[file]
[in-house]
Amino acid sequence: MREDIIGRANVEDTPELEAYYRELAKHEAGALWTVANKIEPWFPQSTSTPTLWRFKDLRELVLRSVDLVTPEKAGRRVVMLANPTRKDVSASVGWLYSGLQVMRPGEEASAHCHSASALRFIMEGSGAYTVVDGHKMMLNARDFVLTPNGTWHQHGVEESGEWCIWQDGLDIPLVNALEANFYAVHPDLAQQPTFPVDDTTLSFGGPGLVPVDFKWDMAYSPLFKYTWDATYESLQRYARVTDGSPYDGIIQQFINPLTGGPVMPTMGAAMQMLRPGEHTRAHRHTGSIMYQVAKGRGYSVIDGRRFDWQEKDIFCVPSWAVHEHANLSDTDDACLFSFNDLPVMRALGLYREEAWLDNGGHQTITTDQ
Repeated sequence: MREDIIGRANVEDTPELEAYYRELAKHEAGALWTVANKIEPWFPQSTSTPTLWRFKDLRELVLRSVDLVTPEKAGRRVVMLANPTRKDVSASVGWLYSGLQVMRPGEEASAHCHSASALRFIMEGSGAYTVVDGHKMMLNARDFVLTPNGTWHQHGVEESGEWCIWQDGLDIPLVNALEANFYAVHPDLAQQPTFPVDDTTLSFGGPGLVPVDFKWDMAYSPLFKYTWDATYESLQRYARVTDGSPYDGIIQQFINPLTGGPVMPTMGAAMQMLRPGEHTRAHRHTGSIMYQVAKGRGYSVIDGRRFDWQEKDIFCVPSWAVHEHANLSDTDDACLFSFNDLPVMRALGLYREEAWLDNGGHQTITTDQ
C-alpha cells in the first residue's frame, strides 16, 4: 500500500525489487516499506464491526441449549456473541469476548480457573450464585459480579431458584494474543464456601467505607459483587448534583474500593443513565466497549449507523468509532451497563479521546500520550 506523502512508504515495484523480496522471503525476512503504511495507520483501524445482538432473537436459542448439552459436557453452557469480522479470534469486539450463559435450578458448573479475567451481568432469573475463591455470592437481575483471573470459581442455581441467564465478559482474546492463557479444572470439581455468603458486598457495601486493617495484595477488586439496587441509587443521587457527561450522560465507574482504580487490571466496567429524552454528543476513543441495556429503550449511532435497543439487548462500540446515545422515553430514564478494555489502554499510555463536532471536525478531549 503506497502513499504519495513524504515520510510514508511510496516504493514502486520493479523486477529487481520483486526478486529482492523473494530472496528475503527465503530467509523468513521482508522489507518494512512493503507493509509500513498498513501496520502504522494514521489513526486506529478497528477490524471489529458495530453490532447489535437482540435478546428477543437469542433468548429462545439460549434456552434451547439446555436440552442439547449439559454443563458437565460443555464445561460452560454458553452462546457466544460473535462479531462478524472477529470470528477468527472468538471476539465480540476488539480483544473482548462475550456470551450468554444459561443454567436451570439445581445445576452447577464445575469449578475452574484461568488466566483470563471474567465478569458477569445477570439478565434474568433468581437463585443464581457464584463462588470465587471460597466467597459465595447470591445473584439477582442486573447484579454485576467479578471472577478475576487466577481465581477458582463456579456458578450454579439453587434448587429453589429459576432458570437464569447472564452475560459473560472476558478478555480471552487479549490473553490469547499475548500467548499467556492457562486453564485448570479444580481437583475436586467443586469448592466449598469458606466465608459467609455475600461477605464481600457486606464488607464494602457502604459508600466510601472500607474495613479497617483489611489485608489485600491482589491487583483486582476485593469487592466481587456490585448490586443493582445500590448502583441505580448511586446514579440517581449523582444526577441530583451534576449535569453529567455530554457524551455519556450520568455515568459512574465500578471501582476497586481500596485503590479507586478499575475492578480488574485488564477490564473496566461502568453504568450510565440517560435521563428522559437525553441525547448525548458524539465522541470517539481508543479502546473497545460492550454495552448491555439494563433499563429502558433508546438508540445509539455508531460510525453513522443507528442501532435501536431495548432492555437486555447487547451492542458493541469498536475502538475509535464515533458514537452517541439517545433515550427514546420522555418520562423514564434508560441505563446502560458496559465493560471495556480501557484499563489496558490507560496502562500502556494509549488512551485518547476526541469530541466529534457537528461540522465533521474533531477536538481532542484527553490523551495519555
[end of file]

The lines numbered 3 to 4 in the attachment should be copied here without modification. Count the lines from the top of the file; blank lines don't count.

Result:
Repeated sequence: MREDIIGRANVEDTPELEAYYRELAKHEAGALWTVANKIEPWFPQSTSTPTLWRFKDLRELVLRSVDLVTPEKAGRRVVMLANPTRKDVSASVGWLYSGLQVMRPGEEASAHCHSASALRFIMEGSGAYTVVDGHKMMLNARDFVLTPNGTWHQHGVEESGEWCIWQDGLDIPLVNALEANFYAVHPDLAQQPTFPVDDTTLSFGGPGLVPVDFKWDMAYSPLFKYTWDATYESLQRYARVTDGSPYDGIIQQFINPLTGGPVMPTMGAAMQMLRPGEHTRAHRHTGSIMYQVAKGRGYSVIDGRRFDWQEKDIFCVPSWAVHEHANLSDTDDACLFSFNDLPVMRALGLYREEAWLDNGGHQTITTDQ
C-alpha cells in the first residue's frame, strides 16, 4: 500500500525489487516499506464491526441449549456473541469476548480457573450464585459480579431458584494474543464456601467505607459483587448534583474500593443513565466497549449507523468509532451497563479521546500520550 506523502512508504515495484523480496522471503525476512503504511495507520483501524445482538432473537436459542448439552459436557453452557469480522479470534469486539450463559435450578458448573479475567451481568432469573475463591455470592437481575483471573470459581442455581441467564465478559482474546492463557479444572470439581455468603458486598457495601486493617495484595477488586439496587441509587443521587457527561450522560465507574482504580487490571466496567429524552454528543476513543441495556429503550449511532435497543439487548462500540446515545422515553430514564478494555489502554499510555463536532471536525478531549 503506497502513499504519495513524504515520510510514508511510496516504493514502486520493479523486477529487481520483486526478486529482492523473494530472496528475503527465503530467509523468513521482508522489507518494512512493503507493509509500513498498513501496520502504522494514521489513526486506529478497528477490524471489529458495530453490532447489535437482540435478546428477543437469542433468548429462545439460549434456552434451547439446555436440552442439547449439559454443563458437565460443555464445561460452560454458553452462546457466544460473535462479531462478524472477529470470528477468527472468538471476539465480540476488539480483544473482548462475550456470551450468554444459561443454567436451570439445581445445576452447577464445575469449578475452574484461568488466566483470563471474567465478569458477569445477570439478565434474568433468581437463585443464581457464584463462588470465587471460597466467597459465595447470591445473584439477582442486573447484579454485576467479578471472577478475576487466577481465581477458582463456579456458578450454579439453587434448587429453589429459576432458570437464569447472564452475560459473560472476558478478555480471552487479549490473553490469547499475548500467548499467556492457562486453564485448570479444580481437583475436586467443586469448592466449598469458606466465608459467609455475600461477605464481600457486606464488607464494602457502604459508600466510601472500607474495613479497617483489611489485608489485600491482589491487583483486582476485593469487592466481587456490585448490586443493582445500590448502583441505580448511586446514579440517581449523582444526577441530583451534576449535569453529567455530554457524551455519556450520568455515568459512574465500578471501582476497586481500596485503590479507586478499575475492578480488574485488564477490564473496566461502568453504568450510565440517560435521563428522559437525553441525547448525548458524539465522541470517539481508543479502546473497545460492550454495552448491555439494563433499563429502558433508546438508540445509539455508531460510525453513522443507528442501532435501536431495548432492555437486555447487547451492542458493541469498536475502538475509535464515533458514537452517541439517545433515550427514546420522555418520562423514564434508560441505563446502560458496559465493560471495556480501557484499563489496558490507560496502562500502556494509549488512551485518547476526541469530541466529534457537528461540522465533521474533531477536538481532542484527553490523551495519555